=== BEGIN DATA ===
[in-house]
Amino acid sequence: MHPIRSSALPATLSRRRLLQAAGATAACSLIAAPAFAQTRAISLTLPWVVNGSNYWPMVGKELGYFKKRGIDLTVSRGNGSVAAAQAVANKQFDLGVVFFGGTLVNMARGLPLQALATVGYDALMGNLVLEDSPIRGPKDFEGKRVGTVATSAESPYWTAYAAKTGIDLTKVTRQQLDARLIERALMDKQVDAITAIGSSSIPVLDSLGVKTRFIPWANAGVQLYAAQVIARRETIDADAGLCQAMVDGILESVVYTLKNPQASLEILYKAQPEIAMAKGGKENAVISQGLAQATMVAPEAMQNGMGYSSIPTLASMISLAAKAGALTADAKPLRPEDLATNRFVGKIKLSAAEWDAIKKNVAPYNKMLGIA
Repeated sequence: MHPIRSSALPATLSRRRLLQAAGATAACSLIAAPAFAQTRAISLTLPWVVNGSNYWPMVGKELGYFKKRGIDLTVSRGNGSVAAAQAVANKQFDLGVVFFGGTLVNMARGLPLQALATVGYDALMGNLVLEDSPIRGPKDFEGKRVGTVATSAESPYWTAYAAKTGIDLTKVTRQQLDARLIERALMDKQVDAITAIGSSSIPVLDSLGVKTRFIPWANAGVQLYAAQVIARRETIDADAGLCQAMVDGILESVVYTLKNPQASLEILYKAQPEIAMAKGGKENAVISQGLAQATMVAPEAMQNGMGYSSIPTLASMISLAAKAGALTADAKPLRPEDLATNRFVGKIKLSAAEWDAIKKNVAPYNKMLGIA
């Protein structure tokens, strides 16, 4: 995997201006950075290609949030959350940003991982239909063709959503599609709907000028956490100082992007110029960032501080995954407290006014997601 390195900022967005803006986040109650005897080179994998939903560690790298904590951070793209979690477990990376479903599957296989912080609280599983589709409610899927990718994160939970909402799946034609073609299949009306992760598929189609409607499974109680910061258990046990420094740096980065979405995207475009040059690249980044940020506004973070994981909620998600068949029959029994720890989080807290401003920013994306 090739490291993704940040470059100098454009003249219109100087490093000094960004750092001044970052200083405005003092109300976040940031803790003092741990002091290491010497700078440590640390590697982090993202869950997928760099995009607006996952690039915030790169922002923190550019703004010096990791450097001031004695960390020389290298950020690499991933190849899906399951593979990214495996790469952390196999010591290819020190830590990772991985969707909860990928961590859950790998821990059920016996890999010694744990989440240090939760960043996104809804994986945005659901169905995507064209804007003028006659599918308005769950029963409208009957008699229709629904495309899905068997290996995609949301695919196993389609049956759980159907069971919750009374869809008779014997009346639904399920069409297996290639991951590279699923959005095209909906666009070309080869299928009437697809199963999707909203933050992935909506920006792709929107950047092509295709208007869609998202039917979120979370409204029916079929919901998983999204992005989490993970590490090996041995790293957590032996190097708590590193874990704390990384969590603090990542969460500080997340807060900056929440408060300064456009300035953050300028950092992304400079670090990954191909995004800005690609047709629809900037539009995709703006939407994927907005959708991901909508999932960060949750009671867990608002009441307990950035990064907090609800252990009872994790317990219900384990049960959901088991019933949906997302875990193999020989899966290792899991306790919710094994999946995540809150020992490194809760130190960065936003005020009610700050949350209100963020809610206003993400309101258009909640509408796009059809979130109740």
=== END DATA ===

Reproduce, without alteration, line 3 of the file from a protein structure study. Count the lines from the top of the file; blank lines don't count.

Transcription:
Repeated sequence: MHPIRSSALPATLSRRRLLQAAGATAACSLIAAPAFAQTRAISLTLPWVVNGSNYWPMVGKELGYFKKRGIDLTVSRGNGSVAAAQAVANKQFDLGVVFFGGTLVNMARGLPLQALATVGYDALMGNLVLEDSPIRGPKDFEGKRVGTVATSAESPYWTAYAAKTGIDLTKVTRQQLDARLIERALMDKQVDAITAIGSSSIPVLDSLGVKTRFIPWANAGVQLYAAQVIARRETIDADAGLCQAMVDGILESVVYTLKNPQASLEILYKAQPEIAMAKGGKENAVISQGLAQATMVAPEAMQNGMGYSSIPTLASMISLAAKAGALTADAKPLRPEDLATNRFVGKIKLSAAEWDAIKKNVAPYNKMLGIA